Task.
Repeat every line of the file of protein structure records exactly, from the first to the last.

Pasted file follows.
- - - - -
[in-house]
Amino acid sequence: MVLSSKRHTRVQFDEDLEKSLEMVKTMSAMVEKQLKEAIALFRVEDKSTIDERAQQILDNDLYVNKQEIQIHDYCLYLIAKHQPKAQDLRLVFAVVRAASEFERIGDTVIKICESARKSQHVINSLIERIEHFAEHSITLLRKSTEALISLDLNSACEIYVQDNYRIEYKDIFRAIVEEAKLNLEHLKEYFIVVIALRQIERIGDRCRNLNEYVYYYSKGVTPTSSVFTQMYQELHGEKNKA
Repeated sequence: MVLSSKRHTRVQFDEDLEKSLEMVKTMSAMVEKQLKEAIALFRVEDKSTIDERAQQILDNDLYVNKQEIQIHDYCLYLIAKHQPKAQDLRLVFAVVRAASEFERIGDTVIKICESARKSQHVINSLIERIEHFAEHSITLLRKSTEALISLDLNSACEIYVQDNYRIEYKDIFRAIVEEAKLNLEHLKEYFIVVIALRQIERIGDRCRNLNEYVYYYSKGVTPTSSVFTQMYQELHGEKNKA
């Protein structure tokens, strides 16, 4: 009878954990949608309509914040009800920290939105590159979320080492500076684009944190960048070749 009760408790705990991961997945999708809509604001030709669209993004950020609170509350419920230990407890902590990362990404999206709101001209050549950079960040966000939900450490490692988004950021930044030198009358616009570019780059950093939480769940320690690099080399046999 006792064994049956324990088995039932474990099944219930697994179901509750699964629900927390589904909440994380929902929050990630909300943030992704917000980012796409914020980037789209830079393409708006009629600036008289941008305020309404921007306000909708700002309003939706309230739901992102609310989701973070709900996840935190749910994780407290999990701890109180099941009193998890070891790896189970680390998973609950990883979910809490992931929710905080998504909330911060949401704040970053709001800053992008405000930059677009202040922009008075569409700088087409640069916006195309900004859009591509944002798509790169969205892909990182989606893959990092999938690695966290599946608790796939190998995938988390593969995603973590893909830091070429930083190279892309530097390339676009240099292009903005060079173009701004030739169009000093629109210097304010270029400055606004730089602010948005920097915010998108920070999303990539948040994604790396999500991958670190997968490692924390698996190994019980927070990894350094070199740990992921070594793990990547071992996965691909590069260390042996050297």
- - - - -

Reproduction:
[in-house]
Amino acid sequence: MVLSSKRHTRVQFDEDLEKSLEMVKTMSAMVEKQLKEAIALFRVEDKSTIDERAQQILDNDLYVNKQEIQIHDYCLYLIAKHQPKAQDLRLVFAVVRAASEFERIGDTVIKICESARKSQHVINSLIERIEHFAEHSITLLRKSTEALISLDLNSACEIYVQDNYRIEYKDIFRAIVEEAKLNLEHLKEYFIVVIALRQIERIGDRCRNLNEYVYYYSKGVTPTSSVFTQMYQELHGEKNKA
Repeated sequence: MVLSSKRHTRVQFDEDLEKSLEMVKTMSAMVEKQLKEAIALFRVEDKSTIDERAQQILDNDLYVNKQEIQIHDYCLYLIAKHQPKAQDLRLVFAVVRAASEFERIGDTVIKICESARKSQHVINSLIERIEHFAEHSITLLRKSTEALISLDLNSACEIYVQDNYRIEYKDIFRAIVEEAKLNLEHLKEYFIVVIALRQIERIGDRCRNLNEYVYYYSKGVTPTSSVFTQMYQELHGEKNKA
């Protein structure tokens, strides 16, 4: 009878954990949608309509914040009800920290939105590159979320080492500076684009944190960048070749 009760408790705990991961997945999708809509604001030709669209993004950020609170509350419920230990407890902590990362990404999206709101001209050549950079960040966000939900450490490692988004950021930044030198009358616009570019780059950093939480769940320690690099080399046999 006792064994049956324990088995039932474990099944219930697994179901509750699964629900927390589904909440994380929902929050990630909300943030992704917000980012796409914020980037789209830079393409708006009629600036008289941008305020309404921007306000909708700002309003939706309230739901992102609310989701973070709900996840935190749910994780407290999990701890109180099941009193998890070891790896189970680390998973609950990883979910809490992931929710905080998504909330911060949401704040970053709001800053992008405000930059677009202040922009008075569409700088087409640069916006195309900004859009591509944002798509790169969205892909990182989606893959990092999938690695966290599946608790796939190998995938988390593969995603973590893909830091070429930083190279892309530097390339676009240099292009903005060079173009701004030739169009000093629109210097304010270029400055606004730089602010948005920097915010998108920070999303990539948040994604790396999500991958670190997968490692924390698996190994019980927070990894350094070199740990992921070594793990990547071992996965691909590069260390042996050297």